It was a day late when I missed my bus from the Tokyo Airport back to the base where I was stationed during the unforgettable summer of 1996. Standing there, realizing that my flight had been booked incorrectly, which brought me from LAX, literally now in panic mode. I only had about 1,000 Yen in my pocket, which certainly wouldn’t be enough for me to catch an overnight train all the way from Tokyo to the most Northern tip of Honshu – which was where I needed to be by the next morning before my official leave expired. I felt like the ultimate tourist, but worse. A stranger in a strange land. There were literally thousands of neon signs in “Kanji” – the Japanese language pointing towards an exit to somewhere. But, where? What train did I need to exit to? This had not been in my plan, nor did I have an interpreter. It felt like a one way express ticket to hell at this point, with people pushing and shoving through an exit point in every direction. No American tourists in sight, and no possible safety net. For the first time in my life, I finally realized what it must have felt like for someone being on “the other side” – entering the United States of America and not having any clue where to go or any relief in sight. Not to mention a language barrier which I couldn’t seem to now get past or the difficult task of having to figure out how I was going to travel almost 10 hours north with little more than enough money to catch a few trains. Then that would be it. I would be stuck and broke. Maybe I could find a police station and try to communicate my issue. With all of the train terminals closing at 1:00 AM, I would need to find a solution or I would be out in the streets.
There were no cellphones in 1996, so there was no calling someone at the base to tell them what had happened to me. After two train stops, and another connection, I was stranded. I had no clue where I was at this point; faraway from the airport. After a look of hopelessness overcame me, in what seemed like an eternity, two women approached me. One appeared to be in her mid 60s, the other very young; her daughter perhaps? Neither of them could speak English that well, but they could tell that I was down on my luck. I tried explaining to them what had happened and for awhile it seemed they misunderstood what I needed to do. They kept trying to take me over to the police, but the younger girl was saying something to the older lady. It didn’t seem like going to the authorities was the best idea for a foreigner. After a few minutes both of them took me to a ticket counter. They purchased a ticket for me to ride the overnight train, then proceeded to escort me to the proper entry for me to catch my train. They gave me my ticket, and left me their contact information. “You can pay later” – the old woman said, and gave me a hug. So did the younger girl and they rushed off, as if by getting wrapped up in my mess they were late for some important appointment. As I boarded the train, a huge sigh of relief overcame me as the train conductor called out the name of the destination we were heading, in only nine more hours… Misawa. I would be heading home, and wouldn’t be AWOL after all. As this story relates to one of Adam Alter’s passages in Drunk Tank Pink, the chapter on Culture:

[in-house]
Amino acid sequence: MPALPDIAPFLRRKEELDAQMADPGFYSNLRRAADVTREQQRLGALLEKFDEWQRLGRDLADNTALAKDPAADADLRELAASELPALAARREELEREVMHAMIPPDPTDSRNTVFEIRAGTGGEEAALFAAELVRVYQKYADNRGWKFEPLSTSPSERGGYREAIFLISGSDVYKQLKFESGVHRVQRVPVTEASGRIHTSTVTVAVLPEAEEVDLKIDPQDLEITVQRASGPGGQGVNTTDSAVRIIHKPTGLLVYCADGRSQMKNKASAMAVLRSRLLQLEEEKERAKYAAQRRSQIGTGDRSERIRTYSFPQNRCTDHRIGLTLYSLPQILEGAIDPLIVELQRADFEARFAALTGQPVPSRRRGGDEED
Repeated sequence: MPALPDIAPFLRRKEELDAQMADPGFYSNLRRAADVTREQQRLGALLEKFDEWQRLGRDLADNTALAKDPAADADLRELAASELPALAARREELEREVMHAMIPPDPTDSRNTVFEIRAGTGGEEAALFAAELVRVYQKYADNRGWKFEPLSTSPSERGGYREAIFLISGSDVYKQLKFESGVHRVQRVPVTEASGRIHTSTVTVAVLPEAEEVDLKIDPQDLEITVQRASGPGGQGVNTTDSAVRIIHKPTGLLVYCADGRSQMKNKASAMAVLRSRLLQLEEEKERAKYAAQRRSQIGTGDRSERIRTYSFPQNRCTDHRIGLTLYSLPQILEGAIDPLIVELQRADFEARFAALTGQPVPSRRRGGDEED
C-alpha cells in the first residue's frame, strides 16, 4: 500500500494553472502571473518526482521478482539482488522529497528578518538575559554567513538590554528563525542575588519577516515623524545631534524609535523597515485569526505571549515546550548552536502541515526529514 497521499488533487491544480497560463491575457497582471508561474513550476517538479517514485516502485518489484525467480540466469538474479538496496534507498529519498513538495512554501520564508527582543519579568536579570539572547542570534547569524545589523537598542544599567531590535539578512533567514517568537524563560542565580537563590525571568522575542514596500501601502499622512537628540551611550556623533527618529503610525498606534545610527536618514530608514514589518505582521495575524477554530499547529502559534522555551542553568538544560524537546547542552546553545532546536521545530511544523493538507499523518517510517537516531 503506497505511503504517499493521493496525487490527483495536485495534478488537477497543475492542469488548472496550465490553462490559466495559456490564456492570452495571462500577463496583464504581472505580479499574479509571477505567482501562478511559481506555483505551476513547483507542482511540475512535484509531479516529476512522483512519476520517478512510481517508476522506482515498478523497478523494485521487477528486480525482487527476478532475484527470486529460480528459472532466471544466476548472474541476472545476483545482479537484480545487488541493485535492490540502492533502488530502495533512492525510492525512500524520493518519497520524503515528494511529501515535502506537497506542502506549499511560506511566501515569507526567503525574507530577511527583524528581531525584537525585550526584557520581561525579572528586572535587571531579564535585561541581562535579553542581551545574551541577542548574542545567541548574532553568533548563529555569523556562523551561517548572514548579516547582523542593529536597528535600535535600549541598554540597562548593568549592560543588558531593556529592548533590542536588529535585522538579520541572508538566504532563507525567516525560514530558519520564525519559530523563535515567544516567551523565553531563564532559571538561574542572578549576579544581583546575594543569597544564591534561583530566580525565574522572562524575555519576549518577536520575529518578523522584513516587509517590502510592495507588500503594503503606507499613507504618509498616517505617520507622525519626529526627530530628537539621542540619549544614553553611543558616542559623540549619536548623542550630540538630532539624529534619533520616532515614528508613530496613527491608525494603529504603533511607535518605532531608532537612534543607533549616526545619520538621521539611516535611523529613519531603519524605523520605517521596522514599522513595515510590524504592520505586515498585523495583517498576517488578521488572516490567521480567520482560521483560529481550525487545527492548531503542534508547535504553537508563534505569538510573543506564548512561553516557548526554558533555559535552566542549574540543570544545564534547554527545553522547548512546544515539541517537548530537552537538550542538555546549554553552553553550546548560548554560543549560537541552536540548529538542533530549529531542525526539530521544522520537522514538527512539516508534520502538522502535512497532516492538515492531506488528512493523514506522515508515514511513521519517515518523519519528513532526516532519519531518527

“While names, symbols, and social interactions soak up some mental energy, we move from one cultural environment to another even as our attention is drawn elsewhere. We can’t help but live in a particular country, interact with a particular group of people, or pursue a particular set of interests, and the experience shapes us until we no longer recognize that our worldview is a combination of these diverse and distinct cultural norms.”
All my adult life, I’ve mostly lived abroad, among different cultures, and immersed in a life that was open to the possibilities of what those cultures might have offered. But nothing was more universal or overwhelmingly distinct than the act of human kindness that befell upon me that day in the summer of 1996 while needing money for a train.
Alter, Adam Drunk Tank Pink New York: Penguin, 2013. Print.